May 28, 2012

The Illusion of Society Defined Happiness

Being happy as defined by today's society is an illusion. The human brain is wired such that it always needs new and more to be happy. It quickly adapts to new situations regardless of how good or bad, such that extreme events of happiness or sadness overtime becomes irrelevant and the norm. To illustrate this point, imagine for a second that you have everything you've ever wanted and dreamed of having: money, health, power, titles, houses, cars, friend, etc. Obviously you imagine feeling extremely happy and excited if you were to make this dream a reality. However; what happens when you've reached your dreams and time continues to elapse? Does your initial excitement and happiness persist over time? Obviously the answer is no for most situations as is evident in Hollywood. Happiness requires that we always outdo our previous experiences, everything from food, sex, wealth, travels and adventures.


The argument I am making as emphasized above is again that achieving society-defined happiness is impossible because the human brain is not wired to achieve such happiness. It has a complex reward and punishment mechanism through releasing and suppressing certain chemicals, influencing our behavior to maximize the survival and spread of our genes. Our brains have evolved over millions of years to serve our genes, not us, by making our survival and finding healthy sexual partners more likely. As Richard Dawkins puts it in his best seller The Selfish Gene:
“We are survival machines—robot vehicles blindly programmed to preserve the selfish molecules known as genes. They are in you and in me; they created us, body and mind; and their preservation is the ultimate rationale for our existence. They have come a long way, those replicators. Now they go by the name of genes, and we are their survival machines..."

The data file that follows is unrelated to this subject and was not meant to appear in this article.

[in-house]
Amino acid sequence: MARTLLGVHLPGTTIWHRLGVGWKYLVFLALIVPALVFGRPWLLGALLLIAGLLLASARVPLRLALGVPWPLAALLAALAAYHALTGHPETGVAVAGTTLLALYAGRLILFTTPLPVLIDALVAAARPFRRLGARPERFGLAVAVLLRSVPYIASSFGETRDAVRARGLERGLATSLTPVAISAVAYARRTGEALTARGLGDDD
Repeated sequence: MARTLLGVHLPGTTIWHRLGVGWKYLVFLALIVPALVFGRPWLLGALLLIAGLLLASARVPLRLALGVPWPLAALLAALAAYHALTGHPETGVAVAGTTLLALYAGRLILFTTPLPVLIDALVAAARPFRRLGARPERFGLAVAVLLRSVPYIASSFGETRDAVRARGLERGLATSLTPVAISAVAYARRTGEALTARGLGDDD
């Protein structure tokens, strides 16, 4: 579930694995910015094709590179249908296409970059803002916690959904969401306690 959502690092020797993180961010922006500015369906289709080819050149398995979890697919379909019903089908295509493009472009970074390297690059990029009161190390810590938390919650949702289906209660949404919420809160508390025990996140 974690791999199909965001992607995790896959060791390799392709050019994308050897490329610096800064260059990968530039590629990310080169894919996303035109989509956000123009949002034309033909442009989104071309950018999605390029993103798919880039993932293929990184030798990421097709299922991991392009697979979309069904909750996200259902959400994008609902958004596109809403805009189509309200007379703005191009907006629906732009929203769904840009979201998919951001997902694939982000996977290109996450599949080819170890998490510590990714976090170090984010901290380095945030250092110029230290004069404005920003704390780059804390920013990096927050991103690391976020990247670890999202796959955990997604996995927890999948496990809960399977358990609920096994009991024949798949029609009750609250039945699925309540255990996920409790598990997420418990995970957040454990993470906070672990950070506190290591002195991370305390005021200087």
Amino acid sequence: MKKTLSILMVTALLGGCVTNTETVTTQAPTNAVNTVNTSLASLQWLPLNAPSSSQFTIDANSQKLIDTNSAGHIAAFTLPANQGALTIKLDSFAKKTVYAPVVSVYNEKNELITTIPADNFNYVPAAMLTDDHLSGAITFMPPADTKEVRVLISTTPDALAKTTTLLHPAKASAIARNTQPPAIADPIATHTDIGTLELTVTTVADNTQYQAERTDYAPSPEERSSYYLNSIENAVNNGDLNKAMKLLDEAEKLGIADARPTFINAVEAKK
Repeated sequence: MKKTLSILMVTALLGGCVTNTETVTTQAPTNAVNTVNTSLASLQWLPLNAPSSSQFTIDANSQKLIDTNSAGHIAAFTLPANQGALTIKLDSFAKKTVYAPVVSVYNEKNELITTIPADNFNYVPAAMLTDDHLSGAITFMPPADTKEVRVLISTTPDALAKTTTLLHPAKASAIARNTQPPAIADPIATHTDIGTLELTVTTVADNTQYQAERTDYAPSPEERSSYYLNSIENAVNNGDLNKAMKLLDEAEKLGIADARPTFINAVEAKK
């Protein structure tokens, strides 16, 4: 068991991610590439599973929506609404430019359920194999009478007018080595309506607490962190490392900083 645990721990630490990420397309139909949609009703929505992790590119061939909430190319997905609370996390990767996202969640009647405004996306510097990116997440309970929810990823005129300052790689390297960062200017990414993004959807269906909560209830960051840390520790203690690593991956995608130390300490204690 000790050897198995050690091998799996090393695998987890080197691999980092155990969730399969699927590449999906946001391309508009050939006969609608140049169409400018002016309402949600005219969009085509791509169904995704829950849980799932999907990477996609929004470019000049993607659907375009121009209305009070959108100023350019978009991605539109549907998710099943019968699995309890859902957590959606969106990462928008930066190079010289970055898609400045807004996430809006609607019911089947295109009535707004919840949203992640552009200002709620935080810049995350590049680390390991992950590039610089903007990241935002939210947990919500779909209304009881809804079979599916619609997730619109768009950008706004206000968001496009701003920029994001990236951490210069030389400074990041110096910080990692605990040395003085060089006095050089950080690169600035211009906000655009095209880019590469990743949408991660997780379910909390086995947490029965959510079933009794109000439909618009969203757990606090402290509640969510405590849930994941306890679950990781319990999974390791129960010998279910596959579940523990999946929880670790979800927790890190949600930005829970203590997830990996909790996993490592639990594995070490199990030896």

That said, our brains, by releasing dopamine, endorphins, opiates, cortisol and other chemicals, influence our behavior for the benefit of our genes. For example, sex is always a big stimulator and excites us because through sex our genes spread and move on to the next generation. When we are having or pursuing sex, our brains are flooded with dopamine and endorphines (feel good chemicals). The same is true for food which we and our genes need to survive. Cortisol or stress hormones are produced in the brain when we feel threatened and scared. It's our brain's way of alerting the whole system to be ready to fight or run away, again to maximize the survival of our bodies and our genes.
Our genes don't care whether we're happy, they care that we replicate, that we pass our genes on. So we have 3 systems that underlie reproduction, because it's so important. There's lust, which is just wanting to have sex. And that's really mediated by the sex hormones. Romantic attraction, that gets into the desire system. And that's dopamine-fed. And that's, "I must have this one person." There's attachment, which is oxytocin, and the opiates, which says, "This is a long-term bond." See the problem is that, as humans, these three can separate. So a person can be in a long term attachment, become romantically infatuated with someone else, and want to have sex with a third person.
-Cognitive researcher Dr. Nancy Etcoff
So what? Should we just be slaves to our genes and ignore our need for happiness and excitment regardless of how it is defined, by society, religion or other ideologies?
We pursue happiness and paradoxically it leads to resentment and then unhappiness, and an explosion of mental illness. We seek freedom, and yet we live in a world more monitored by cameras, [and] which has become dominated by what De Tocqueville called ‘a network of small, complicated rules that cover the surface of life and strangle freedom’. More information; we have it in spades. But we get less able to use it [and] to understand it [and] to be wise. (http://youtu.be/dFs9WO2B8uI)


to be continued.....

1 comment:

  1. Very nice, Dr. Sevan, philosopher extraordinaire.

    ReplyDelete